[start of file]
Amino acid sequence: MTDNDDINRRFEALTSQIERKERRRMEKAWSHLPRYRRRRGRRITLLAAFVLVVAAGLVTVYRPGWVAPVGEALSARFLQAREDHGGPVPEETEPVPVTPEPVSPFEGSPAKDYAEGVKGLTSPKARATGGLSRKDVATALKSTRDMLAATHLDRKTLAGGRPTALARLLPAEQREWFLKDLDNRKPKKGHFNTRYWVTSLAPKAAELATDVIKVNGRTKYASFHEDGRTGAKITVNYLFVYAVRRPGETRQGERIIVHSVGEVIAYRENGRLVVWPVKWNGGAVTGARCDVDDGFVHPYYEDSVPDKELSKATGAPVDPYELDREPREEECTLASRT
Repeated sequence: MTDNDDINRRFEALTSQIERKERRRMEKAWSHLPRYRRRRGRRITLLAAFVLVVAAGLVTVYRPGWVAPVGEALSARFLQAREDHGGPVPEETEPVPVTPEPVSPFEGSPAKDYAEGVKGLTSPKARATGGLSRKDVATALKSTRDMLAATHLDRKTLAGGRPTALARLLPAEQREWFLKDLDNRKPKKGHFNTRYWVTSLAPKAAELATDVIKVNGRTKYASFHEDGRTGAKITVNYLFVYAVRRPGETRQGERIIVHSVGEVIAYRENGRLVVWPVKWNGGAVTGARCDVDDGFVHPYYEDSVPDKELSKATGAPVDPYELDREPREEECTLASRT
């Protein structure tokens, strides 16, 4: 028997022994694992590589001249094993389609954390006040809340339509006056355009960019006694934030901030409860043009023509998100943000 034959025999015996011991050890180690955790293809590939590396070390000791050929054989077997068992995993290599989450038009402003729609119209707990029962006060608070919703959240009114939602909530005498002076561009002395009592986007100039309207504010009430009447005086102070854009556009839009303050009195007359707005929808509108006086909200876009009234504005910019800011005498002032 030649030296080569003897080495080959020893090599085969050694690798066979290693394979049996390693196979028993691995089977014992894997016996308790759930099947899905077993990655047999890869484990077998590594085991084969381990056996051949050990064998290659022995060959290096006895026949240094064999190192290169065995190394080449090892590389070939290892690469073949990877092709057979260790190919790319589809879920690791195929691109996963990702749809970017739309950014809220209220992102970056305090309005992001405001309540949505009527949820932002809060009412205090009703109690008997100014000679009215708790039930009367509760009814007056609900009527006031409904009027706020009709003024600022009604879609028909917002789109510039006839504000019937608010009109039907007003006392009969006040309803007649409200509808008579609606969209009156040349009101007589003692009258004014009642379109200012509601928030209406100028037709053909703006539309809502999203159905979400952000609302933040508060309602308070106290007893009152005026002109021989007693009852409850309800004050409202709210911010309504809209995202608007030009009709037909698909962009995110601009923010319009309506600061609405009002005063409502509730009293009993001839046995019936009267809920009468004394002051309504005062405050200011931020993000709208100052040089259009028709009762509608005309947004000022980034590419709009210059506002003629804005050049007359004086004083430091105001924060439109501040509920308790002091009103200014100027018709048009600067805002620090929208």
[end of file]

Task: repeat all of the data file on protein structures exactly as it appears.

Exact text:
Amino acid sequence: MTDNDDINRRFEALTSQIERKERRRMEKAWSHLPRYRRRRGRRITLLAAFVLVVAAGLVTVYRPGWVAPVGEALSARFLQAREDHGGPVPEETEPVPVTPEPVSPFEGSPAKDYAEGVKGLTSPKARATGGLSRKDVATALKSTRDMLAATHLDRKTLAGGRPTALARLLPAEQREWFLKDLDNRKPKKGHFNTRYWVTSLAPKAAELATDVIKVNGRTKYASFHEDGRTGAKITVNYLFVYAVRRPGETRQGERIIVHSVGEVIAYRENGRLVVWPVKWNGGAVTGARCDVDDGFVHPYYEDSVPDKELSKATGAPVDPYELDREPREEECTLASRT
Repeated sequence: MTDNDDINRRFEALTSQIERKERRRMEKAWSHLPRYRRRRGRRITLLAAFVLVVAAGLVTVYRPGWVAPVGEALSARFLQAREDHGGPVPEETEPVPVTPEPVSPFEGSPAKDYAEGVKGLTSPKARATGGLSRKDVATALKSTRDMLAATHLDRKTLAGGRPTALARLLPAEQREWFLKDLDNRKPKKGHFNTRYWVTSLAPKAAELATDVIKVNGRTKYASFHEDGRTGAKITVNYLFVYAVRRPGETRQGERIIVHSVGEVIAYRENGRLVVWPVKWNGGAVTGARCDVDDGFVHPYYEDSVPDKELSKATGAPVDPYELDREPREEECTLASRT
């Protein structure tokens, strides 16, 4: 028997022994694992590589001249094993389609954390006040809340339509006056355009960019006694934030901030409860043009023509998100943000 034959025999015996011991050890180690955790293809590939590396070390000791050929054989077997068992995993290599989450038009402003729609119209707990029962006060608070919703959240009114939602909530005498002076561009002395009592986007100039309207504010009430009447005086102070854009556009839009303050009195007359707005929808509108006086909200876009009234504005910019800011005498002032 030649030296080569003897080495080959020893090599085969050694690798066979290693394979049996390693196979028993691995089977014992894997016996308790759930099947899905077993990655047999890869484990077998590594085991084969381990056996051949050990064998290659022995060959290096006895026949240094064999190192290169065995190394080449090892590389070939290892690469073949990877092709057979260790190919790319589809879920690791195929691109996963990702749809970017739309950014809220209220992102970056305090309005992001405001309540949505009527949820932002809060009412205090009703109690008997100014000679009215708790039930009367509760009814007056609900009527006031409904009027706020009709003024600022009604879609028909917002789109510039006839504000019937608010009109039907007003006392009969006040309803007649409200509808008579609606969209009156040349009101007589003692009258004014009642379109200012509601928030209406100028037709053909703006539309809502999203159905979400952000609302933040508060309602308070106290007893009152005026002109021989007693009852409850309800004050409202709210911010309504809209995202608007030009009709037909698909962009995110601009923010319009309506600061609405009002005063409502509730009293009993001839046995019936009267809920009468004394002051309504005062405050200011931020993000709208100052040089259009028709009762509608005309947004000022980034590419709009210059506002003629804005050049007359004086004083430091105001924060439109501040509920308790002091009103200014100027018709048009600067805002620090929208």